I’m two weeks away from running a half-marathon, helped pack up my brother and said goodbye as he set sail for Seattle, and am just over a month into living in a new apartment. Change has been everywhere: good, unsettling, stunning, and pushing me to grow, to forge ahead into the unknown (as we all do, hoping the decisions we’re making prove to be good ones, over time).
I’ve never been very good with change, or, I’m slow to adjust — I’m a nester who enjoys carving out a comfortable space. I enjoy some measure of routine, and knowing just where to reach for the flour, the sugar, the coffee grinder. So the weeks of packing and living out of boxes was stressful. When the kitchen sink clogged four days before we were due to move out of our old apartment, which meant washing dishes in the bathroom sink, we knew it was time to go.
After more than eight years in my former home, I’m glad to at least be practicing the art of change. I’m trying to be patient. To let the new home reveal its small charms to me: the lemon tree outside the craft room bursting with fruit in a patch of sun; the dining room nook perfect for our plethora of cookbooks and baking books. The fact that Nick and I can be in the kitchen at the same time, prepping a meal without stepping all over each other or orchestrating a perfect dance of where each pot and bowl and footstep and glass and elbow goes.
I’m also finding comfort in the familiar: a cranberry-chess pie, prepping a batch of pie dough to keep in the freezer for a rainy day, batter for an apple bundt cake. I’m trying not to look back; it’s easier said than done, but truth-be-told I’m not thinking of our former home that much. When I do, when I see the view out our old bedroom windows in my mind’s eye or think of the breeze billowing in the windows late on a summer night, it’s a genuine ache in my chest and a catch of the breath — saying goodbye to an old friend never stops being goodbye.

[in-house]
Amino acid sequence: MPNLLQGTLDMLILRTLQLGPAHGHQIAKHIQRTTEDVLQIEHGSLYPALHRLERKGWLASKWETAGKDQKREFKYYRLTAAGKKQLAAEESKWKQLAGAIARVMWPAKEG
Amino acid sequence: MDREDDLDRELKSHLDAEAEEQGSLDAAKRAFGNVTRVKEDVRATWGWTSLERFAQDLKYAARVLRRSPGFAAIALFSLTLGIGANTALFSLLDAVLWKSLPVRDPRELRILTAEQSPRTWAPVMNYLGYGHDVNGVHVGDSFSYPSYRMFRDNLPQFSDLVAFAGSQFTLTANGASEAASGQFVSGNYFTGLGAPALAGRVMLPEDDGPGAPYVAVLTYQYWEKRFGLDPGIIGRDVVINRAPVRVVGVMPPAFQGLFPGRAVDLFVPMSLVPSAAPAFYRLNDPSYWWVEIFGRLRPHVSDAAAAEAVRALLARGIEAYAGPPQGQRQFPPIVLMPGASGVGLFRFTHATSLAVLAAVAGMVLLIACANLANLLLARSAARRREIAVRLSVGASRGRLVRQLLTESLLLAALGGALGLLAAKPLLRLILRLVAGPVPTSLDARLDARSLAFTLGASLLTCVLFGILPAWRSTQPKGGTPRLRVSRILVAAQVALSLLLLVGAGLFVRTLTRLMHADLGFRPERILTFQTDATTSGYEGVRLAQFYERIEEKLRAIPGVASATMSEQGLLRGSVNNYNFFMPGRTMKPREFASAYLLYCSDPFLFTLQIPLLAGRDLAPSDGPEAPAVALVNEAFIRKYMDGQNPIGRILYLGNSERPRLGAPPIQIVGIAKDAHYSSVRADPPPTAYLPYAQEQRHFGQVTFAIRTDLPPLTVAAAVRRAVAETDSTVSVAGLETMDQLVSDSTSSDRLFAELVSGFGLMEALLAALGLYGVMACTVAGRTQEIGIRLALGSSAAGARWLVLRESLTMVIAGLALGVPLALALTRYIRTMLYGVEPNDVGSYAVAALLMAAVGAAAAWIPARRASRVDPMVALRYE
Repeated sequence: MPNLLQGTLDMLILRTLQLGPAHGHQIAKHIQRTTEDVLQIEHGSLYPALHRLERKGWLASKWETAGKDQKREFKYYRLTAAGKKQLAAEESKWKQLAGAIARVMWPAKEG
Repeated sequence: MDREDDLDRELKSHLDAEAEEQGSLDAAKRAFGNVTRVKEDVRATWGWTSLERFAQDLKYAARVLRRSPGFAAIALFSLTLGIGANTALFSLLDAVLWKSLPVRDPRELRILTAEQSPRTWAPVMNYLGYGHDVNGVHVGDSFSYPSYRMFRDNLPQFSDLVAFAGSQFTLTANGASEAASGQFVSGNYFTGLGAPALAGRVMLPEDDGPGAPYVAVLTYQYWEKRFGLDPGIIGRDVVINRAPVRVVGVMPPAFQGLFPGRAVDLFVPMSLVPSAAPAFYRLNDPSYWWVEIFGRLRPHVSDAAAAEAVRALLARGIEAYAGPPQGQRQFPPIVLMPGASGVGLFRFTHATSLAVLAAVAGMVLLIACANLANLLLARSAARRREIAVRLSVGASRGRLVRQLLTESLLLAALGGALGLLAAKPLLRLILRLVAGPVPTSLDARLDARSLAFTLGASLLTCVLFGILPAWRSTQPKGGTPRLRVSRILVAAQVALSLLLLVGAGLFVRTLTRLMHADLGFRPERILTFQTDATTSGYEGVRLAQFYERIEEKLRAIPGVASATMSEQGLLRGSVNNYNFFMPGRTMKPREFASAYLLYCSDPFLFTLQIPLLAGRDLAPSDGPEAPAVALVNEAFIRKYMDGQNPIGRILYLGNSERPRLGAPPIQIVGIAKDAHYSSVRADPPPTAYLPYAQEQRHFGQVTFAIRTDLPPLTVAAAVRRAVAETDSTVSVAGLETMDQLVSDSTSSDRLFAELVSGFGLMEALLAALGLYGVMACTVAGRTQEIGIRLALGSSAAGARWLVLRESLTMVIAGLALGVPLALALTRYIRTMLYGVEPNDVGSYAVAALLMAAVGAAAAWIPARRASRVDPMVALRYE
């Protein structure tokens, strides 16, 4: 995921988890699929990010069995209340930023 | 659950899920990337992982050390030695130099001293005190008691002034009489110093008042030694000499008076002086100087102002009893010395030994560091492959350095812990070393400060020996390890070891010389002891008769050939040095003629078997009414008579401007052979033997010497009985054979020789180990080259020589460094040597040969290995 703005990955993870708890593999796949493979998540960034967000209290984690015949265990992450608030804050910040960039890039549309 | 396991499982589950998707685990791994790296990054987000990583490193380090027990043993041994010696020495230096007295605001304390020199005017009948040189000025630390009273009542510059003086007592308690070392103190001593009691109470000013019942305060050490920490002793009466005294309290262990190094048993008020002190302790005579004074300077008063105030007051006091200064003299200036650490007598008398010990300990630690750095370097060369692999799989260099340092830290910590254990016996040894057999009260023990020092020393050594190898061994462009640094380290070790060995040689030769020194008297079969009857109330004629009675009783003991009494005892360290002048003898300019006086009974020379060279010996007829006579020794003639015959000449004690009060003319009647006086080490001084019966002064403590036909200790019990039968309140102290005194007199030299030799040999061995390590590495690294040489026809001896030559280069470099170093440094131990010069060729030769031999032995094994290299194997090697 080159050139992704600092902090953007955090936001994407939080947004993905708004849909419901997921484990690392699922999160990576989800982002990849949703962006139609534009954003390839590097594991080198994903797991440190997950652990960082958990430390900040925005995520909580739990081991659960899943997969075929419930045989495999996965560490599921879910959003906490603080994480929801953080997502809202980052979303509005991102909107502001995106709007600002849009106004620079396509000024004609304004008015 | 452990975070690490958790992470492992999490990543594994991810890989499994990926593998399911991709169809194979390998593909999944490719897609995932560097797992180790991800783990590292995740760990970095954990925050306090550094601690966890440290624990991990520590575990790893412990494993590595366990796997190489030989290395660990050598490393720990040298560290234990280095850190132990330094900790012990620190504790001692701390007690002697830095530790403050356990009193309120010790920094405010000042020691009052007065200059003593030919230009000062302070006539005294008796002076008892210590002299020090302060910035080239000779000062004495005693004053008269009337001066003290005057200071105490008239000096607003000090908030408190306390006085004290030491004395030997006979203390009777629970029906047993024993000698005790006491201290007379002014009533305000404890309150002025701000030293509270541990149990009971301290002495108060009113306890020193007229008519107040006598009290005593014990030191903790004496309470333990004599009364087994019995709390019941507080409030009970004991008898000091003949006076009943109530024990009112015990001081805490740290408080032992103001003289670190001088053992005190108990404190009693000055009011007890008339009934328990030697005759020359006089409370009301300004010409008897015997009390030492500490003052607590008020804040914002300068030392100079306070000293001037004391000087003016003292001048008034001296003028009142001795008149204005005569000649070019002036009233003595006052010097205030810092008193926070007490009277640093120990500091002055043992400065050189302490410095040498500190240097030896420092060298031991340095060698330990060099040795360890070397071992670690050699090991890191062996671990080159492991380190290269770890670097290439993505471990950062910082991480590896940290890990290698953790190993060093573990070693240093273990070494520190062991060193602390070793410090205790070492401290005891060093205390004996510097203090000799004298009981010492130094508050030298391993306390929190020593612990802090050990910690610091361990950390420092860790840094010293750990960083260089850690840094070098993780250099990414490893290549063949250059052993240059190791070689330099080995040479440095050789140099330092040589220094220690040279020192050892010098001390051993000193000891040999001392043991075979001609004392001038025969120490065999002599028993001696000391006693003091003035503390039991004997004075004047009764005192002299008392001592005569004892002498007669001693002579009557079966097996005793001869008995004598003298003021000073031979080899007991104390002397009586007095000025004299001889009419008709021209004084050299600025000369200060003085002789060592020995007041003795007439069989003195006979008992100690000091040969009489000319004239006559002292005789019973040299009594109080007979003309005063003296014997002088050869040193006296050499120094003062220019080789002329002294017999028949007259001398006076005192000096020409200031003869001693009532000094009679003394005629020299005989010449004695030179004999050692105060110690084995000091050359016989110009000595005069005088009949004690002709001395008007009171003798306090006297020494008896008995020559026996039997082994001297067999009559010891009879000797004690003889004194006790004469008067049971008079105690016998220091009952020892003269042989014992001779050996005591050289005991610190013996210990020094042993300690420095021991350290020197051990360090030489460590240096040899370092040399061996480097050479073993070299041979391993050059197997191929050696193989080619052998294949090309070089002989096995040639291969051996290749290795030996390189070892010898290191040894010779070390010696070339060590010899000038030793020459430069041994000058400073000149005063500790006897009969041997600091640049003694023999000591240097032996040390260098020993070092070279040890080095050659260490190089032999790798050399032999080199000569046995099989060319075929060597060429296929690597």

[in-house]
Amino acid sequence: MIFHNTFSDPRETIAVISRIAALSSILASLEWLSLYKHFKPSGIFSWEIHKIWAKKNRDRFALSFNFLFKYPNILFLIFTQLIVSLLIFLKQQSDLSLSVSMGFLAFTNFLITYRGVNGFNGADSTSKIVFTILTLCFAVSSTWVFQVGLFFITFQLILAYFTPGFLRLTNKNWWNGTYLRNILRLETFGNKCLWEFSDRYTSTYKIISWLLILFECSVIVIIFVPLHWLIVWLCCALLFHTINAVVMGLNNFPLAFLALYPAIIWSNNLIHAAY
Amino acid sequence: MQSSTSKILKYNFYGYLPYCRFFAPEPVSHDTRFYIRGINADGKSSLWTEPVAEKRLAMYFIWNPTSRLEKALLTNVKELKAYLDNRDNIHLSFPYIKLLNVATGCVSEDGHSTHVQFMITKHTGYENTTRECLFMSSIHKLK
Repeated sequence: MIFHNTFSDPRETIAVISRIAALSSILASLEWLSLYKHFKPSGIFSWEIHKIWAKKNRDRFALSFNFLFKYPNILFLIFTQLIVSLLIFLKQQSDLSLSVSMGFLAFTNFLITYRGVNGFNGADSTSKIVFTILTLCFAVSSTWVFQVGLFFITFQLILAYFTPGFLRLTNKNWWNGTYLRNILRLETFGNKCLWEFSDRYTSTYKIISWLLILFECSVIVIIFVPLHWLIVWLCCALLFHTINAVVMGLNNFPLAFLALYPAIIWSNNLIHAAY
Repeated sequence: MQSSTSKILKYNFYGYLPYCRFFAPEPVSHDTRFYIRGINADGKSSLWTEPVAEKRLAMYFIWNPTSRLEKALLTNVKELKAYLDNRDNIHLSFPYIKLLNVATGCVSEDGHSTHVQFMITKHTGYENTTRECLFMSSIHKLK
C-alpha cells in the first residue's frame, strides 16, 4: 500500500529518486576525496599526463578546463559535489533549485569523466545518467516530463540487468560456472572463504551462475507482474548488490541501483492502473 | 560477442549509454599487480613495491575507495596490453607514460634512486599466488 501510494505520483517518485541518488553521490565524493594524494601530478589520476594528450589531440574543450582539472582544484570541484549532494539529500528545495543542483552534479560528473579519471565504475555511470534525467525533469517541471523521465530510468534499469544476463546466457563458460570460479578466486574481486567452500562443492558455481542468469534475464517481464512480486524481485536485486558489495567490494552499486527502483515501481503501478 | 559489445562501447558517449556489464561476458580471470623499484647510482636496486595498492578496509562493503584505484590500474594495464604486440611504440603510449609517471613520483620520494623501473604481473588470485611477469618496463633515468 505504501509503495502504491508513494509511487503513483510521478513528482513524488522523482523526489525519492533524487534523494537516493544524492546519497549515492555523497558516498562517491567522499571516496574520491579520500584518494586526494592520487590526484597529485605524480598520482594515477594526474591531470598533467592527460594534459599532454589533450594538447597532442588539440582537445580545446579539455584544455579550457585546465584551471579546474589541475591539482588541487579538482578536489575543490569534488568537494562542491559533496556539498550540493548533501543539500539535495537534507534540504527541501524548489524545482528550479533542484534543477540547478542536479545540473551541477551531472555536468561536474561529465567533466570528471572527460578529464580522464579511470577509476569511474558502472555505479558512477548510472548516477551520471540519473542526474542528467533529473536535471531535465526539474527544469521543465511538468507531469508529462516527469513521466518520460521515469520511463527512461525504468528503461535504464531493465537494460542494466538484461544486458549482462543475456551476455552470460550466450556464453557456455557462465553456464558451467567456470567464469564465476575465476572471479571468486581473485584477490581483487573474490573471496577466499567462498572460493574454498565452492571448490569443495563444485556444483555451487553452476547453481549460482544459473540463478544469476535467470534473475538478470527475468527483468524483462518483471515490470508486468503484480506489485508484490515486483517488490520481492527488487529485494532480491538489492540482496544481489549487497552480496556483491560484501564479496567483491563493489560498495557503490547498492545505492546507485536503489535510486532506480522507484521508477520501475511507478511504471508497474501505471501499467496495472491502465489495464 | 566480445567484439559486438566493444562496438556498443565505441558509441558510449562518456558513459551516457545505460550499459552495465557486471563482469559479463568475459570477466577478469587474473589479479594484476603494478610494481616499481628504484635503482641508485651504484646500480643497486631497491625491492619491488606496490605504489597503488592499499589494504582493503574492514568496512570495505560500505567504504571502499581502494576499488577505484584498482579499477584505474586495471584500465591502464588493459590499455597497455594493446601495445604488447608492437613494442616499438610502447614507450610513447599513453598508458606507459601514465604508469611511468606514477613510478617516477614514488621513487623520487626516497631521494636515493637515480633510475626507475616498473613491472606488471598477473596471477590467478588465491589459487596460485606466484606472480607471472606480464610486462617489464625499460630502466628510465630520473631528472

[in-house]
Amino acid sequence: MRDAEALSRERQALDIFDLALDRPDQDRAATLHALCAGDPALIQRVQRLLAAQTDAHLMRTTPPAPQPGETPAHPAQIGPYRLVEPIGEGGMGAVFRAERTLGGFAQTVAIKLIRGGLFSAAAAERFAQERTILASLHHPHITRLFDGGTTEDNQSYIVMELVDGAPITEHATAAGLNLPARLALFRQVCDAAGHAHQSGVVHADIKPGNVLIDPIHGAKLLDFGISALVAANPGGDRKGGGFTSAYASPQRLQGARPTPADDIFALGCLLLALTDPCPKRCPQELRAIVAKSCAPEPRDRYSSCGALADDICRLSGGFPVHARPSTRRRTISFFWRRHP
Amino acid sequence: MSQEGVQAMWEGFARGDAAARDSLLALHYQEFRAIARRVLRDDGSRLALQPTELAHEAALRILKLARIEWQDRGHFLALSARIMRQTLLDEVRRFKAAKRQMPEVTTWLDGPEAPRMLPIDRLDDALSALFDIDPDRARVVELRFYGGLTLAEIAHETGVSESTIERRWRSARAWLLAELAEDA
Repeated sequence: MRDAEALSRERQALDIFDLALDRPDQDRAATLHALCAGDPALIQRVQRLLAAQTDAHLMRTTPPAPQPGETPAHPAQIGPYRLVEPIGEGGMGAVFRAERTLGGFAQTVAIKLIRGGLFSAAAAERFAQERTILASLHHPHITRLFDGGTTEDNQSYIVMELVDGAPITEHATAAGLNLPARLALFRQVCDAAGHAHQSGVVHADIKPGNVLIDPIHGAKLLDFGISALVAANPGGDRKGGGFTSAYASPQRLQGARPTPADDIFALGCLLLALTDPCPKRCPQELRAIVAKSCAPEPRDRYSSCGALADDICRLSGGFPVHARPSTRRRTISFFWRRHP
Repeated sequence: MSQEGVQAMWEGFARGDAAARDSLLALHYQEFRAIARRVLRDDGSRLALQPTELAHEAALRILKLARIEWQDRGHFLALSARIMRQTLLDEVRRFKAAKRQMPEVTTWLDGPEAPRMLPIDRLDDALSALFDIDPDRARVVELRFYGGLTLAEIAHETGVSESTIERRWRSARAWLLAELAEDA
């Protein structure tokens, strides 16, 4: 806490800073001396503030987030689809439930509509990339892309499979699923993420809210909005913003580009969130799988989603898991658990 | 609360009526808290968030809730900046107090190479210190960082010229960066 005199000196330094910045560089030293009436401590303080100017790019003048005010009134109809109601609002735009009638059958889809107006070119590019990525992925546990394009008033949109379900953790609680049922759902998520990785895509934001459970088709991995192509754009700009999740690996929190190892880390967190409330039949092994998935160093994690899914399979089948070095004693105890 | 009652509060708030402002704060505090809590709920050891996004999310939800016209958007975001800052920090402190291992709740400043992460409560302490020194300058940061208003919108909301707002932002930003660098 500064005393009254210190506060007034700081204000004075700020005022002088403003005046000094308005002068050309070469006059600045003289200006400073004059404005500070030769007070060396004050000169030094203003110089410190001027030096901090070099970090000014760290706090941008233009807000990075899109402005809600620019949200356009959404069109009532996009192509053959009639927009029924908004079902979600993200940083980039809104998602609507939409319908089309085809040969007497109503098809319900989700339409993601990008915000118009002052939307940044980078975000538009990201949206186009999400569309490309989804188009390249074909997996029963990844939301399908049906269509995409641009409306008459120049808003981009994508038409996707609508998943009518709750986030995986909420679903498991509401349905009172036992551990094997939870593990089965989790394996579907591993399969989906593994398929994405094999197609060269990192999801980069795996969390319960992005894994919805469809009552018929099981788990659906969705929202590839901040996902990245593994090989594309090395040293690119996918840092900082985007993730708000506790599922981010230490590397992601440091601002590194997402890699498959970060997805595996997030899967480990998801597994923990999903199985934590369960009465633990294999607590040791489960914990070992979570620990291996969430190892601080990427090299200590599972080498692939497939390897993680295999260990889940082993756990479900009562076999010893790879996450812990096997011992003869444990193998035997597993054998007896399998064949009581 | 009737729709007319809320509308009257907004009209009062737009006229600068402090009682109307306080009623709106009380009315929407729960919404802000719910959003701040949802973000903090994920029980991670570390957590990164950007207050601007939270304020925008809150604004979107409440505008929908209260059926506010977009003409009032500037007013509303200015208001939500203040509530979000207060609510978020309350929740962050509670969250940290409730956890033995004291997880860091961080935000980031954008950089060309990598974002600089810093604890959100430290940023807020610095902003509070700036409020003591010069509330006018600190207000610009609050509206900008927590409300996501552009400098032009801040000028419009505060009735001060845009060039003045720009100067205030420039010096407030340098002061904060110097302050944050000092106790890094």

So I’m getting back on track, bit by bit. Dusting off some bookmaking tools and tinkering away with pamphlet stitches and prints. More writing about our recent move, and photos from months past, below.
It’s a hard thing dismantling the home that has kept you safe for the last eight years. Where you changed from a young woman to a woman; learned to live alone and love it; came to memorize and intuit every sound of the neighborhood and the building: the wind in the plum trees, the rain on the driveway, trucks making deliveries to the grocery store, and the neighbor’s dog waking you like clockwork almost every morning. Even the unwanted made it home. The paint that peeled, the tired linoleum floor, the hardwood planks that stained and showed wear so easily.
I slept here — thousands of nights my body was allowed to breathe far from harm’s way. Thousands of nights I was warm and well, and carving a future out of the stubbornness of days passing. The grief was palpable, the joy was everywhere, I was nourished and drunk and bone-tired. I watched the seasons change. I can name exactly which trees bear fruit and flower in the spring; I know the pale white blossoms outside the bedroom window come February or March as well as any thumbprint. And the sunsets: the deep blue-green silhouette of Mt. Tamalpais, the etching of pink and salmon and gray in the summertime never failed to cripple the heart with awe. I woke to diffused light pouring in windows to the west and bed down by the illumination of a church, the blinking red pilot signals on the hills, the trains and trucks and steeples of a city that I hold dear.
I want to bawl and beat the floor with fists and not let go. I want to pay proper gratitude to the walls and floorboards that sheltered me, so that when I go, and I’ve gone, I will pace from empty room to empty room — and it smells differently, already. Ancient dust untethered or walls lacking warmth. It sounds bigger. It echoes, it’s no longer mine. I get down on my knees. I recite small prayers of thanks in every room. I kiss the walls and the hardwood floor; put a palm to the front door, and say goodbye.